It turns out that yard cranes on the LSWR were a very diverse bunch indeed with no typical LSWR type as such. Certainly the two cranes at Wimborne were of different designs, that both differed from that at Verwood. A very grainy picture of the one at Tisbury shows it to be similar to the Verwood type and it is likely that the crane at Semley was also of the Tisbury and therefore Verwood type. As yard cranes go Verwood was quite well photographed although always incidentally. The photographs show a marked similarity to a very clear photograph of the yard crane at Crawley, and it is from this crane that the basic proportions and layout have been taken although both safety guards and jib were of a completely different design. Another source for details has been the ex-LNWR crane at Conway.
The crane was at the back of the yard in front of the Dorset Farmers depot. It was mounted on a bank retained by a sleeper built wall which gave it additional lift. It is known that it was regularly used to load both logs and containers of finished furniture. All photographs show the crane neatly tethered. Since this loading bank was used as a vantage point for conventional railway photography (containing locomotives) parts of it do appear in extreme close-up!
We have three dimensions for the Verwood crane. The lift is recorded as 23’6″ in the SWC Portfolio which would include the bank estimated from photos to be 8′ high. The reach indicated on the 40′ plan is 16′ 6″, and a typical height for the crank axle on similar cranes is 3′. Using these dimensions the jib ends up at 45° and stay wires at 60° to vertical which feels like sound engineering.
The model crane has been drawn up as a series of 2D drawings in QCAD which have been extruded and then assembled in OpenSCAD an approach which worked extremely well enabling me to produce the initial 3D model within a week of downloading OpenSCAD. At this stage a test 3D print was ordered, and it was the crane assembled from this test print that was shown at the South Western Circle meeting at West Byfleet in October 2019, and that can be seen in the feature on Semley in the January 2021 edition of Model Rail. Once viewed in position on Semley the 3D CAD was significantly reworked to improve the scale and proportions. In particular the jib has been significantly beefed up, the size of the frame reduced to set the crank height at 3′, and the stance of the crane improved by widening the frames slightly.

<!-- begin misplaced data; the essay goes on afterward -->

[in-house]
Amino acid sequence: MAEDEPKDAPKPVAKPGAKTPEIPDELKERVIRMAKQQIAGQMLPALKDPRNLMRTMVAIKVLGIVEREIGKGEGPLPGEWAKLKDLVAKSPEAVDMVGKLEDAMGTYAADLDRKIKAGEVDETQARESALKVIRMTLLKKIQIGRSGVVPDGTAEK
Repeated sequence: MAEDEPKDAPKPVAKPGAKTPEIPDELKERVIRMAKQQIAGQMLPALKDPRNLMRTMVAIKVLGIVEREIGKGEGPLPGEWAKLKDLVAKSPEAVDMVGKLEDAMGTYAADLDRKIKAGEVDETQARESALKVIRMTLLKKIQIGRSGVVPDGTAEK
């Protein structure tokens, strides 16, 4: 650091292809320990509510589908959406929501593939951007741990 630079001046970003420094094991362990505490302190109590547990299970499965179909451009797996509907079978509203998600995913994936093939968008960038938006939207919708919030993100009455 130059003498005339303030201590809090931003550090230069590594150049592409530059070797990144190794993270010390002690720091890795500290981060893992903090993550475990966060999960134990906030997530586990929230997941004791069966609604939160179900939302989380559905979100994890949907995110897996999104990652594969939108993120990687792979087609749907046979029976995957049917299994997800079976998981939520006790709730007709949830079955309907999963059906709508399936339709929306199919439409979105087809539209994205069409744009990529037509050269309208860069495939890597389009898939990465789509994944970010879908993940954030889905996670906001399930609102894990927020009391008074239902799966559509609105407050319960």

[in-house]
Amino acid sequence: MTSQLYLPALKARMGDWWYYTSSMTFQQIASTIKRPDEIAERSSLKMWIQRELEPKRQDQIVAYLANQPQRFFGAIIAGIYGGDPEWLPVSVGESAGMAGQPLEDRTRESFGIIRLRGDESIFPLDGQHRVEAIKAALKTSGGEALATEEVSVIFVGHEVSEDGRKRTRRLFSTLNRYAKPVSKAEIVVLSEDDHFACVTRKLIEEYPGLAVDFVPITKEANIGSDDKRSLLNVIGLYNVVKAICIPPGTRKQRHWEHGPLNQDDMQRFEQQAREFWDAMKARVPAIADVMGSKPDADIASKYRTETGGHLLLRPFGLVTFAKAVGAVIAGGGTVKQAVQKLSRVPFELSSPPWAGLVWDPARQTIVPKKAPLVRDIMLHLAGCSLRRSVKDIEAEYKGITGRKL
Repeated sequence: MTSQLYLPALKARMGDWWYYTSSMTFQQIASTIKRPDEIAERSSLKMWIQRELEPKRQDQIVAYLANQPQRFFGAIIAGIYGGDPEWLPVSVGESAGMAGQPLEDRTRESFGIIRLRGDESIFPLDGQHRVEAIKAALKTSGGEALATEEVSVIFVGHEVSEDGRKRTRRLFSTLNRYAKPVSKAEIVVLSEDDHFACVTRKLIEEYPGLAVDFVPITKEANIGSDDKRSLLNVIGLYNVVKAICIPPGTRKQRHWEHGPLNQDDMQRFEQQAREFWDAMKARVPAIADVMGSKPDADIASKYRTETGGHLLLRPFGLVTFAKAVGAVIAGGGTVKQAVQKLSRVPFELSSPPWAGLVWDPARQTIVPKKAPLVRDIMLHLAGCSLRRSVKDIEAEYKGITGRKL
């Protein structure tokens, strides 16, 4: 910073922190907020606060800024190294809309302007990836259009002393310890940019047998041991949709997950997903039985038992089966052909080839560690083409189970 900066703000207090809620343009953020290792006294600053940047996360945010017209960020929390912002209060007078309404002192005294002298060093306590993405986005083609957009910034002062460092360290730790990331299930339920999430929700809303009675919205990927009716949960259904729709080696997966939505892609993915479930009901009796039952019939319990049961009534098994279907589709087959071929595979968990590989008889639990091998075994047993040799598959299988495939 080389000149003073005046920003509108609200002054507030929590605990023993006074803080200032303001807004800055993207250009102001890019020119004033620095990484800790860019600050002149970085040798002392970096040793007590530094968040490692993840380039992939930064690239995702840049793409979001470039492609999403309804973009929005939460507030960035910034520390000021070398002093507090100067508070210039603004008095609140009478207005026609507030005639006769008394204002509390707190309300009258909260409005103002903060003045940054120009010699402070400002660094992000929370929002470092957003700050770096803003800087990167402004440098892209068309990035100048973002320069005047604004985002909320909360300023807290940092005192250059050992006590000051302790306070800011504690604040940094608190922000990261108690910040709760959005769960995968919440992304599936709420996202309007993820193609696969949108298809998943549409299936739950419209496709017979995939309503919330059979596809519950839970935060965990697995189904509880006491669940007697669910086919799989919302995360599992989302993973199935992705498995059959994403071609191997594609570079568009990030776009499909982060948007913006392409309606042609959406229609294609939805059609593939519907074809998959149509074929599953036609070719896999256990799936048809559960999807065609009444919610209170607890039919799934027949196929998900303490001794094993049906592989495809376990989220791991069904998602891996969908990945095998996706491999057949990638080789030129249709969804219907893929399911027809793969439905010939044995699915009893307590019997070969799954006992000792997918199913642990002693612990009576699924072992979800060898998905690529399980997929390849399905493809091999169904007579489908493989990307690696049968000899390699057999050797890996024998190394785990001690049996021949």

The model is produced using stereolithography in a resin bath. The resin printed parts are as follows:
- Pulley End of Jib
- Frame End of Jib
- Small and Large Gear wheels
- A set of Three Rollers
The test build showed that even in warm weather the resin was prone to wilt and that the pillar and jib would need to be reinforced with brass tube to stabilise it. The 3D model was therefore amended so that a central hole is printed into the pillar and the two jib halves ready to receive this.
The frame simply sits on the pillar, and the assembled jib is fitted to the body using a single 0.9mm pin that passes through the jib base wheel, representing two of the spokes in the process. Holes have been provided in the body and pulley end of the jib to take the 0.7mm stay wires one of which will need to continue around the front of the pulley to form the stay to stop the chain from unshipping. The chain is metal but the rollers are 3D printed and slide into place between the stays. There are holes at each end of the winding axle to take either a spike or a handle depending on which side it is being wound from.
And the test build of the 7mm crane about to be dismantled and sent on to its new owner. The revised 4mm kit has been delivered to Semley and another has been sent to Canada.
Enquiries to: email@example.com